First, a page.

31 Days of Night: The Endless – 7.5/10

‘The oldest and strongest emotion of mankind is fear…’

The Endless - SF Weekly

Last October, in the run up to Halloween, I innocently sat down to watch a low budget, indie horror film titled Resolution. Little did I know at that point just how stressful and horrifying an experience that would prove to be. With Resolution, directors Justin Benson and Aaron Moorhead created something visceral, something unique. I loved it. I was vaguely aware that Benson and Moorhead had released a sequel of sorts to Resolution but I didn’t realise I was watching that sequel until three quarters of the way through The Endless. A chill slivered down my spine when it dawned on me just what I was watching…

Aaron (Aaron Moorhead) and Justin (Justin Benson) are brothers who escaped from a UFO death cult, only to find their new life to be a slow trudge towards mediocrity. When Aaron agitates for a return to the cult, just to say goodbye of course, Justin reluctantly agrees.

There are many, many horror films with a similar premise to this one. Recent examples include The Sacrament, Midsommar and The Sound of My Voice; all of which were formulaic but successful examples of the cult genre. The Endless fits snugly into that list with familiar tropes such as an enigmatic cult leader and a mysterious temptress but it is the addition of time travel and specifically time loops that really makes The Endless sing.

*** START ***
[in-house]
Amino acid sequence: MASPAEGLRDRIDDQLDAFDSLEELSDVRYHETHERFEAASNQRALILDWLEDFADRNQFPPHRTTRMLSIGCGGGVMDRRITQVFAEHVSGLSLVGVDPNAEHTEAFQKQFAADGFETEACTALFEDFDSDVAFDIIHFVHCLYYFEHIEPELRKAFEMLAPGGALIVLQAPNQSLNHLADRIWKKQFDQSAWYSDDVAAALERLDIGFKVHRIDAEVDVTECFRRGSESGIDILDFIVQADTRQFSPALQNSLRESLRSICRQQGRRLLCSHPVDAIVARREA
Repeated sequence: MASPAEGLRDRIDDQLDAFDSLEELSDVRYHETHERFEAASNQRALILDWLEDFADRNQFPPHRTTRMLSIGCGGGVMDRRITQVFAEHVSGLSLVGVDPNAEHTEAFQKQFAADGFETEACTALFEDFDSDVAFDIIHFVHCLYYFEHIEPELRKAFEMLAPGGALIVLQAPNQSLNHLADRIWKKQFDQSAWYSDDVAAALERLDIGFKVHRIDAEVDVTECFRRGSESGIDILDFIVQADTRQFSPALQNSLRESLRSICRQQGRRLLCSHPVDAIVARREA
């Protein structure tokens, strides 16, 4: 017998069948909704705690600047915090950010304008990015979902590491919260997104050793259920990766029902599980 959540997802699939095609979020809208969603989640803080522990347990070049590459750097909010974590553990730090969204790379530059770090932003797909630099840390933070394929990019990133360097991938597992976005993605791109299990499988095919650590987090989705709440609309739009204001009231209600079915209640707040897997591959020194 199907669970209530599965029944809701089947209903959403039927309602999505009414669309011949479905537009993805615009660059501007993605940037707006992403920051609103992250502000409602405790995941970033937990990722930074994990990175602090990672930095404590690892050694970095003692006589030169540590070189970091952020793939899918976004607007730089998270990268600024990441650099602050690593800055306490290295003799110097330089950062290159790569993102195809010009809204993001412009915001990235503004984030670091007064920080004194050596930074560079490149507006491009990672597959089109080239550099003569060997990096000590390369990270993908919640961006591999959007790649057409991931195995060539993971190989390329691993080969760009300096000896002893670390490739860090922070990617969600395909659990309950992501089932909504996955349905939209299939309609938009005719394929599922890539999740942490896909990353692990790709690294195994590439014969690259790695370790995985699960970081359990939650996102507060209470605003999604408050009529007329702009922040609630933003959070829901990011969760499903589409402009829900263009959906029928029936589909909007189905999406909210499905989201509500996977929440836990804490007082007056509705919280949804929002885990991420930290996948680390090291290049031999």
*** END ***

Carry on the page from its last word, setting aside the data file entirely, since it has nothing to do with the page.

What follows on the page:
As with Resolution, the implications of what we see on screen are truly unsettling, none more so that the man stuck in a five second time loop in which he is continuously murdered by some unseen antagonist over and over again. It is these deft flourishes that mark Benson and Moorhead out as a filmmakers. It should also be said that, along with the rest of the cast, the directors do a great job in front of the camera as well. Aaron and Justin are well drawn, nuanced characters who share a believable and good-natured chemistry that ensures we are with them every step of the way.

The Endless is not as immediately arresting as Resolution, nor as cruel, but it is an ambitious and unorthodox picture that finds something new and exhilarating to offer in a genre that so often rests on its laurels. A resounding success.

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